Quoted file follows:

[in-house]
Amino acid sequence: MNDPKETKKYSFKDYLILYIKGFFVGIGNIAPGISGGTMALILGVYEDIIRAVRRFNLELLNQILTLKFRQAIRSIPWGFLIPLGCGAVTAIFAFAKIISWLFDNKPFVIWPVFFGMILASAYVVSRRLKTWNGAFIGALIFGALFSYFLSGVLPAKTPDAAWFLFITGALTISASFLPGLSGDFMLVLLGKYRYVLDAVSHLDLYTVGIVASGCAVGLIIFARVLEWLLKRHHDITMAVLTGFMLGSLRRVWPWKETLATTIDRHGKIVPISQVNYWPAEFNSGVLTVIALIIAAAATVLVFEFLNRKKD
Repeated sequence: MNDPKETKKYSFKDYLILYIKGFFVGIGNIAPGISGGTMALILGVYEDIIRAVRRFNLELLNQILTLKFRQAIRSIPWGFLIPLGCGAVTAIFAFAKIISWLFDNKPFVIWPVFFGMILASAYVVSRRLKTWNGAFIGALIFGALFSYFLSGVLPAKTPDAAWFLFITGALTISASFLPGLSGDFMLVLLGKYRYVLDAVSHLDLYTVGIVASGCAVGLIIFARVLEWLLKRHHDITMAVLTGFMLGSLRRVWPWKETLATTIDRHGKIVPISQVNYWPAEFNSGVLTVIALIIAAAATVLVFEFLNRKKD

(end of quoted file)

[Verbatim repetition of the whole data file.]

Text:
[in-house]
Amino acid sequence: MNDPKETKKYSFKDYLILYIKGFFVGIGNIAPGISGGTMALILGVYEDIIRAVRRFNLELLNQILTLKFRQAIRSIPWGFLIPLGCGAVTAIFAFAKIISWLFDNKPFVIWPVFFGMILASAYVVSRRLKTWNGAFIGALIFGALFSYFLSGVLPAKTPDAAWFLFITGALTISASFLPGLSGDFMLVLLGKYRYVLDAVSHLDLYTVGIVASGCAVGLIIFARVLEWLLKRHHDITMAVLTGFMLGSLRRVWPWKETLATTIDRHGKIVPISQVNYWPAEFNSGVLTVIALIIAAAATVLVFEFLNRKKD
Repeated sequence: MNDPKETKKYSFKDYLILYIKGFFVGIGNIAPGISGGTMALILGVYEDIIRAVRRFNLELLNQILTLKFRQAIRSIPWGFLIPLGCGAVTAIFAFAKIISWLFDNKPFVIWPVFFGMILASAYVVSRRLKTWNGAFIGALIFGALFSYFLSGVLPAKTPDAAWFLFITGALTISASFLPGLSGDFMLVLLGKYRYVLDAVSHLDLYTVGIVASGCAVGLIIFARVLEWLLKRHHDITMAVLTGFMLGSLRRVWPWKETLATTIDRHGKIVPISQVNYWPAEFNSGVLTVIALIIAAAATVLVFEFLNRKKD